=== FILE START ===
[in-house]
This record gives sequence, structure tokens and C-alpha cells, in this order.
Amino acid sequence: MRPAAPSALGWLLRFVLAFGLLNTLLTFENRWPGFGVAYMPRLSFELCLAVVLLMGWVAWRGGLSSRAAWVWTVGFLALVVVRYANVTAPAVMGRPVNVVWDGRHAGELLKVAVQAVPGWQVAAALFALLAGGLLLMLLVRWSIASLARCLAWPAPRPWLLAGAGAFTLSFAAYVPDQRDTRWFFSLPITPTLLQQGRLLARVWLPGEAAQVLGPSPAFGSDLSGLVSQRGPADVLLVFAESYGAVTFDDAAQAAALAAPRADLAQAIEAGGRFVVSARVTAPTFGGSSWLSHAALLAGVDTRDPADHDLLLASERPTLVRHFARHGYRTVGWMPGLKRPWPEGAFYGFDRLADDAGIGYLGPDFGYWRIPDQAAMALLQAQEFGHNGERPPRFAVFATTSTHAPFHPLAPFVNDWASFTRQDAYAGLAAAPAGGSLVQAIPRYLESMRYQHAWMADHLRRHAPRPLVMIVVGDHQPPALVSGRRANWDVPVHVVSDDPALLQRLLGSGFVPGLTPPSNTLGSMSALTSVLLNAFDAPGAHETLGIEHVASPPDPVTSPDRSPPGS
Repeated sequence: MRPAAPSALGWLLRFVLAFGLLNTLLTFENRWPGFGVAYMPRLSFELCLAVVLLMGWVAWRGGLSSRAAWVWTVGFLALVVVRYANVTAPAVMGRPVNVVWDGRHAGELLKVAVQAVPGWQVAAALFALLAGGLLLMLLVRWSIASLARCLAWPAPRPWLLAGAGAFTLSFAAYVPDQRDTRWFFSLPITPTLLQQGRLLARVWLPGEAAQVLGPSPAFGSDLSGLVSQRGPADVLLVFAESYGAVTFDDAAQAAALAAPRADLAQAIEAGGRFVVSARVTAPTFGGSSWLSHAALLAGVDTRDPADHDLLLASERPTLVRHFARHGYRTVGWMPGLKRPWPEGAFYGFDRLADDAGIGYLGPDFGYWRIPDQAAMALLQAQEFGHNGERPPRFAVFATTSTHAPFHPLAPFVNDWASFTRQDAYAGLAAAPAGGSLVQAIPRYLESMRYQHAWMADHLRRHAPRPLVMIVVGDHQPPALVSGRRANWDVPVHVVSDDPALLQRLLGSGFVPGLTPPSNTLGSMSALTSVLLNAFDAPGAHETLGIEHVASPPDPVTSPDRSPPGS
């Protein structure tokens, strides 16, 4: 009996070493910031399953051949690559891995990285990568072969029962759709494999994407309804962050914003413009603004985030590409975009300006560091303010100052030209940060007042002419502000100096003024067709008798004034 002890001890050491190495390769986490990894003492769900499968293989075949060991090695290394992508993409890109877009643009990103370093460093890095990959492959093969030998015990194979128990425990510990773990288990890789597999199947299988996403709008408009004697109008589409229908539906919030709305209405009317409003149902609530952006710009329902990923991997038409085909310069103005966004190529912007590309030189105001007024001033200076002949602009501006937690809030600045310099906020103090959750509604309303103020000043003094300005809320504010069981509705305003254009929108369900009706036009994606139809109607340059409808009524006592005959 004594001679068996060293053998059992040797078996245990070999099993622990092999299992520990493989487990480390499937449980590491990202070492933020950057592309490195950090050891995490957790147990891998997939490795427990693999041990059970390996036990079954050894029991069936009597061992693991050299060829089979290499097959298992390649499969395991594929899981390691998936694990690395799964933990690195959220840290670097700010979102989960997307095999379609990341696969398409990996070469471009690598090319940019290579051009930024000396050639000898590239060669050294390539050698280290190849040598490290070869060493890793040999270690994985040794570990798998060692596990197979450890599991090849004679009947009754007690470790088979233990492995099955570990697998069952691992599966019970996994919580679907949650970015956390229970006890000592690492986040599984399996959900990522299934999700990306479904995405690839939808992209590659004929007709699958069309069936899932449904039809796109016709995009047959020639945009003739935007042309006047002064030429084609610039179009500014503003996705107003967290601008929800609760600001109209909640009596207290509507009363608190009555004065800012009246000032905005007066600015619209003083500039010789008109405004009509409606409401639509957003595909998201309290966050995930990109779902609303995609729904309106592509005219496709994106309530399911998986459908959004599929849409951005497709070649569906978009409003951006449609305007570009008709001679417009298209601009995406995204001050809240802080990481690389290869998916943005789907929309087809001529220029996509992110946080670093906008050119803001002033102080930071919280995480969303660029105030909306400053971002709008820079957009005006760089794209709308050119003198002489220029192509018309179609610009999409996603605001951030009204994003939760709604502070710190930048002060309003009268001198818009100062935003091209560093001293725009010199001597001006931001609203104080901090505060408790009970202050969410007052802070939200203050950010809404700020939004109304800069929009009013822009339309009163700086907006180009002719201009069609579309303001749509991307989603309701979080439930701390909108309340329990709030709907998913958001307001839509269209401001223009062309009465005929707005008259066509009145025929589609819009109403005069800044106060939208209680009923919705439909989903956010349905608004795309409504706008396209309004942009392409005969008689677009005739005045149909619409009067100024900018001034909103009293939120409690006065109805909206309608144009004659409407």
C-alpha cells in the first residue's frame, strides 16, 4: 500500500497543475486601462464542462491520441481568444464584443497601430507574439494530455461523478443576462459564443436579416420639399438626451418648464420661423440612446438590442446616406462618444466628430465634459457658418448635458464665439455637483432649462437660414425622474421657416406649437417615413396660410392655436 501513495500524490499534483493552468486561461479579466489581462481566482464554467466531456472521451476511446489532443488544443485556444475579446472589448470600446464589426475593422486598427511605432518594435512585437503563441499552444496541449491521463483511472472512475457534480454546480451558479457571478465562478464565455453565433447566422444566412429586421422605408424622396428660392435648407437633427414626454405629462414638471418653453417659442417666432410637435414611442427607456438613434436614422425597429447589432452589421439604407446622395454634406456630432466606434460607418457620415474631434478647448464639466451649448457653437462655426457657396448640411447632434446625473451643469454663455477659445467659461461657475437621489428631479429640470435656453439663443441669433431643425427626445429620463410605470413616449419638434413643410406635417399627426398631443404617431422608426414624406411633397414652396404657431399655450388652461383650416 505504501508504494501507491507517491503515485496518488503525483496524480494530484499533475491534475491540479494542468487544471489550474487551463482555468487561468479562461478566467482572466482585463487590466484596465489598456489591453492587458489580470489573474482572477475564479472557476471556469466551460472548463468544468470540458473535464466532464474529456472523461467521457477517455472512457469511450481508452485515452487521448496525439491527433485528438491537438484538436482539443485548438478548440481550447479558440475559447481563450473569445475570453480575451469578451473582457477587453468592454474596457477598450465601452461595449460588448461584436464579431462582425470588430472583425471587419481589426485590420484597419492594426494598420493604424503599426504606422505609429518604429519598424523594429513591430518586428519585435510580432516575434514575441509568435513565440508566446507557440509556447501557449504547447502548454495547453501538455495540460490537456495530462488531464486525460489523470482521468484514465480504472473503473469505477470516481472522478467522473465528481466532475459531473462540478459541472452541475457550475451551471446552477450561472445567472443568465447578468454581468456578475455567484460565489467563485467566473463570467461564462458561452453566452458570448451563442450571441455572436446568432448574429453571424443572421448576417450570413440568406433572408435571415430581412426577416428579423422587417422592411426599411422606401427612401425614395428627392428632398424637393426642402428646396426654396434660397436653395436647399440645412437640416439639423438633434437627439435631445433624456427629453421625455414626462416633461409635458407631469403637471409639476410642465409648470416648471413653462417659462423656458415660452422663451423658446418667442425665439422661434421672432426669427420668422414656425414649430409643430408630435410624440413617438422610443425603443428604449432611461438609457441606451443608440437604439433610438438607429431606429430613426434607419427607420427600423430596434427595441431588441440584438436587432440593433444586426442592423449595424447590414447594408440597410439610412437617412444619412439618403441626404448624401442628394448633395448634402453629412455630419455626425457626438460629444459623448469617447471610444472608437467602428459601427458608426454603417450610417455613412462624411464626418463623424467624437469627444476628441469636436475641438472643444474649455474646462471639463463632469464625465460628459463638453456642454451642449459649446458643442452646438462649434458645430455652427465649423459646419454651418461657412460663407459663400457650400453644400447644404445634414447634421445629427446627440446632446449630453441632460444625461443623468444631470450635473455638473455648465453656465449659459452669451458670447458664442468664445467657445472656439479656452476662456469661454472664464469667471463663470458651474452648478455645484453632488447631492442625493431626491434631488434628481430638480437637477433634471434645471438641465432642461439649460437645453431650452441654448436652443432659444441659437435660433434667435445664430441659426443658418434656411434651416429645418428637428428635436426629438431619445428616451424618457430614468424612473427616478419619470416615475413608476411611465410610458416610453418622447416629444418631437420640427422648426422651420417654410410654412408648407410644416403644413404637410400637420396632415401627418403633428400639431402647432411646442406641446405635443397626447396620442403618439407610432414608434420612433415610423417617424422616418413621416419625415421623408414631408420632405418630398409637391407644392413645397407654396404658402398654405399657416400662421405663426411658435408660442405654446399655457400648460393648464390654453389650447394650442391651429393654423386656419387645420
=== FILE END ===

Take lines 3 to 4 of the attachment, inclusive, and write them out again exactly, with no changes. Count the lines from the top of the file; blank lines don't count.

Amino acid sequence: MRPAAPSALGWLLRFVLAFGLLNTLLTFENRWPGFGVAYMPRLSFELCLAVVLLMGWVAWRGGLSSRAAWVWTVGFLALVVVRYANVTAPAVMGRPVNVVWDGRHAGELLKVAVQAVPGWQVAAALFALLAGGLLLMLLVRWSIASLARCLAWPAPRPWLLAGAGAFTLSFAAYVPDQRDTRWFFSLPITPTLLQQGRLLARVWLPGEAAQVLGPSPAFGSDLSGLVSQRGPADVLLVFAESYGAVTFDDAAQAAALAAPRADLAQAIEAGGRFVVSARVTAPTFGGSSWLSHAALLAGVDTRDPADHDLLLASERPTLVRHFARHGYRTVGWMPGLKRPWPEGAFYGFDRLADDAGIGYLGPDFGYWRIPDQAAMALLQAQEFGHNGERPPRFAVFATTSTHAPFHPLAPFVNDWASFTRQDAYAGLAAAPAGGSLVQAIPRYLESMRYQHAWMADHLRRHAPRPLVMIVVGDHQPPALVSGRRANWDVPVHVVSDDPALLQRLLGSGFVPGLTPPSNTLGSMSALTSVLLNAFDAPGAHETLGIEHVASPPDPVTSPDRSPPGS
Repeated sequence: MRPAAPSALGWLLRFVLAFGLLNTLLTFENRWPGFGVAYMPRLSFELCLAVVLLMGWVAWRGGLSSRAAWVWTVGFLALVVVRYANVTAPAVMGRPVNVVWDGRHAGELLKVAVQAVPGWQVAAALFALLAGGLLLMLLVRWSIASLARCLAWPAPRPWLLAGAGAFTLSFAAYVPDQRDTRWFFSLPITPTLLQQGRLLARVWLPGEAAQVLGPSPAFGSDLSGLVSQRGPADVLLVFAESYGAVTFDDAAQAAALAAPRADLAQAIEAGGRFVVSARVTAPTFGGSSWLSHAALLAGVDTRDPADHDLLLASERPTLVRHFARHGYRTVGWMPGLKRPWPEGAFYGFDRLADDAGIGYLGPDFGYWRIPDQAAMALLQAQEFGHNGERPPRFAVFATTSTHAPFHPLAPFVNDWASFTRQDAYAGLAAAPAGGSLVQAIPRYLESMRYQHAWMADHLRRHAPRPLVMIVVGDHQPPALVSGRRANWDVPVHVVSDDPALLQRLLGSGFVPGLTPPSNTLGSMSALTSVLLNAFDAPGAHETLGIEHVASPPDPVTSPDRSPPGS